• Control: Tenants gain more control over the property, tailoring the premises to their needs. They’re more accessible to make improvements, alter the building’s appearance, or make changes.
  • Lower Rent: By taking on the financial costs of major repairs and structural issues, tenants typically get much lower rents for these leases. Due to their financial burden, tenants may negotiate a lower rent.
  • Longer Leases: Taking on the risk of long-term maintenance issues can often get tenants a longer lease, potentially a much longer lease. This can be especially important to tenants who require extensive build-outs or are known for their particular location.

Disadvantages of Absolute Net Lease

However, this structure isn’t without its downsides, and these can be significant.

Landlords will first find that insisting on an absolute net lease dramatically diminishes the number of tenants willing to sign. Even those who might do a triple net lease may not want the additional responsibilities of an absolute net.

Landlords will also likely get significantly lower rents for the lease. While risk is reduced and potential expenses mitigated, potential returns are likewise reduced if a building remains in good condition.

These leases are often much longer than others, which could prevent landlords from taking advantage of increasing rent rates in the future. Again, this can impact potential returns.

Should a tenant be unable or unwilling to pay for repairs, the resulting disagreement can become expensive to settle. Landlords should make sure tenants have established financial reserves. They also should pursue renegotiating a lease before its end, as tenants will be much less likely to make structural repairs when their lease is nearly over.

Additionally, these leases are generally only viable when one tenant leases a building. If multiple tenants have spaces within the same building, who bears what share of major and structural repairs can become unclear. Issues become even more problematic if one tenant won’t or can’t pay their portion of a major repair.

Other Implications of Absolute Net Leases

The legal costs of absolute net leases must not be overlooked, as they can result in costly litigation if repairs are expensive enough. Carefully detailing responsibilities within a lease can minimize the risk of a lawsuit over repairs.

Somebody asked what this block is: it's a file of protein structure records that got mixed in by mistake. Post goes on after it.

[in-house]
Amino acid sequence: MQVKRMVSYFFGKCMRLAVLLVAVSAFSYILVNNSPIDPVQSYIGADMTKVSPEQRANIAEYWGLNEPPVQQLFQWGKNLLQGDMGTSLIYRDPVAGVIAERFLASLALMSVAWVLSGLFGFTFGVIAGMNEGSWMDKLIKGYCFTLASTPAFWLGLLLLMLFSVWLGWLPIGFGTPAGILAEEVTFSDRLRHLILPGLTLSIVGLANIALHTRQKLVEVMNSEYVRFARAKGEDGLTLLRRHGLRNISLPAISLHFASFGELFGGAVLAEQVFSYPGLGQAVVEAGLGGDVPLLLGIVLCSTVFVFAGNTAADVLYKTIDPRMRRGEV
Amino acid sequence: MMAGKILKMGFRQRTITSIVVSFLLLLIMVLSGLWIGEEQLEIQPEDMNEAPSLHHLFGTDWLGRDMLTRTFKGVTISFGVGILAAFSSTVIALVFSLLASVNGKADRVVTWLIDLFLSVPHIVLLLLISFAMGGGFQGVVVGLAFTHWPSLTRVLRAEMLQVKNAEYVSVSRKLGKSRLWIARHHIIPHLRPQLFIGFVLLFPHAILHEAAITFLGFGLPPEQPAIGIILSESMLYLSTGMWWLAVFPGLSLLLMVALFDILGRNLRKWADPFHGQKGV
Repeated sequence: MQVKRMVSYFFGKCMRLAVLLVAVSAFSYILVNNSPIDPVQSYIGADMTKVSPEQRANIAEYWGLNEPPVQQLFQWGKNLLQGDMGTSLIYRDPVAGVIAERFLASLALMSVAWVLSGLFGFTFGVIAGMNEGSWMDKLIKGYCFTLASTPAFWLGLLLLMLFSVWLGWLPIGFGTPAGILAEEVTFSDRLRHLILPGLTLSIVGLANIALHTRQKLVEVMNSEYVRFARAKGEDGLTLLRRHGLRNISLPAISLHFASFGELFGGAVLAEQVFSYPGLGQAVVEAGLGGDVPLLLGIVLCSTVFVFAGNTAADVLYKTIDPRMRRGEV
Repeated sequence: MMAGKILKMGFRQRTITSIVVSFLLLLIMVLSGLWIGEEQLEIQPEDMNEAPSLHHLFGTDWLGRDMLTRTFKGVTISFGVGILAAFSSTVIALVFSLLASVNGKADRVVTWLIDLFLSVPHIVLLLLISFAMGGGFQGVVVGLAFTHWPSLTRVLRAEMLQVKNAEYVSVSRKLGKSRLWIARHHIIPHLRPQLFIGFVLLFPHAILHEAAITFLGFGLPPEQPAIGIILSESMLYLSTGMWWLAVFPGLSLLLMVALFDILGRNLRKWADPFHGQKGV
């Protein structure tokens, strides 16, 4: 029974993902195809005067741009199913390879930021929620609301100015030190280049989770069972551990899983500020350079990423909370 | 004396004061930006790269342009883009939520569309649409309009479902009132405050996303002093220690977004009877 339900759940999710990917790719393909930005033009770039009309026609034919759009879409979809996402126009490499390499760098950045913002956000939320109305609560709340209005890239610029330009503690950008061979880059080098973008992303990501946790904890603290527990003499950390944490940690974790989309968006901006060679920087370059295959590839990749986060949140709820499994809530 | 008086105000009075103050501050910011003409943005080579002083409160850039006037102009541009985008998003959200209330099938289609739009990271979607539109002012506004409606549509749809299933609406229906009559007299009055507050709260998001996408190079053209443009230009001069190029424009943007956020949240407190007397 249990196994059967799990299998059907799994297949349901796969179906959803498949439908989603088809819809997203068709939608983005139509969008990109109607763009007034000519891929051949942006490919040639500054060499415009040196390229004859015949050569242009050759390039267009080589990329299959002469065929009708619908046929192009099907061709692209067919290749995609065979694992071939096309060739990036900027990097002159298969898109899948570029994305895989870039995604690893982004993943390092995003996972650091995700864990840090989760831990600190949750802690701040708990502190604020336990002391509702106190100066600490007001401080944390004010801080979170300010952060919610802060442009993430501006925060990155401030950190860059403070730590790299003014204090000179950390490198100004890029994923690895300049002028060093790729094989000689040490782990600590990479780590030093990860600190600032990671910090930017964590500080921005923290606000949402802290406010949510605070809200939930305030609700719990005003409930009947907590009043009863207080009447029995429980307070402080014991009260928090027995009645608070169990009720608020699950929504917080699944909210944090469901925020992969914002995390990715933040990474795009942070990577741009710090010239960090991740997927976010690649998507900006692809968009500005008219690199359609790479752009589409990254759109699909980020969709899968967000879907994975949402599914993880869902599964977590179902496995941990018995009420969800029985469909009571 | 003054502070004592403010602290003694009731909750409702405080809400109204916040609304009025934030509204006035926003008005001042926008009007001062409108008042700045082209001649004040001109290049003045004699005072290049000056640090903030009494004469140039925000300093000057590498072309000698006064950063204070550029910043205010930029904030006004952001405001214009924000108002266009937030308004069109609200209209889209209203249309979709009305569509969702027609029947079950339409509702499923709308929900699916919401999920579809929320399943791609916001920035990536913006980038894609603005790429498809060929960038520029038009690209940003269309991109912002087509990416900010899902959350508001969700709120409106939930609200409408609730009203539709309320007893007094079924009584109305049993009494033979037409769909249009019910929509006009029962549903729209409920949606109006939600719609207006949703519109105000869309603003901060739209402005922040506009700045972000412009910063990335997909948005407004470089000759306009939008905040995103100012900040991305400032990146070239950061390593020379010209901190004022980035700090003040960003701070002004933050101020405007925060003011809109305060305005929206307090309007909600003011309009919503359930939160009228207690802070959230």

The building condition also shifts somewhat to the tenant’s discretion. Tenants might be more willing to repair visible issues that customers see, but they may be less inclined to make structural repairs that don’t directly affect appearance or operations.

Locking a tenant into a long-term lease could affect the future sale price of a property. Other investors might not want to purchase the property if a tenant’s guaranteed below-market rent for a long time.

How to Maximize the Benefits of Absolute Net Lease

Maximizing benefits requires a strategic approach. Landlords should thoroughly vet tenants’ financial positions and ensure leases are written.

Landlords should also pursue these leases only with long-term clients. They’re best when the landlord and tenant have an established relationship.

Wrapping Up

If you have a standalone investment property that one good tenant occupies, an absolute net lease might be a good choice. Approach the tenant about this option, pointing out the potential for a lower and longer lease.

About Author

David Luke

David Luke

David was immediately drawn to the CommLoan mission of creating a better borrower experience when joining the firm in 2015. Initially, David helped grow the lenders on the platform by 6X and worked closely with the software team to improve accuracy and efficiency within the loan fulfillment process. David has underwritten and closed more than $2 billion in transactions ranging from bridge to permanent financing across all major capital sources. He appreciates the wealth creation that real estate has to offer and has been self-managing a small portfolio of single and multifamily properties for the last 10 years. David earned a master’s degree in business from W.P. Carey School of Business at ASU and will be completing his CCIM Designation in 2021. Show More...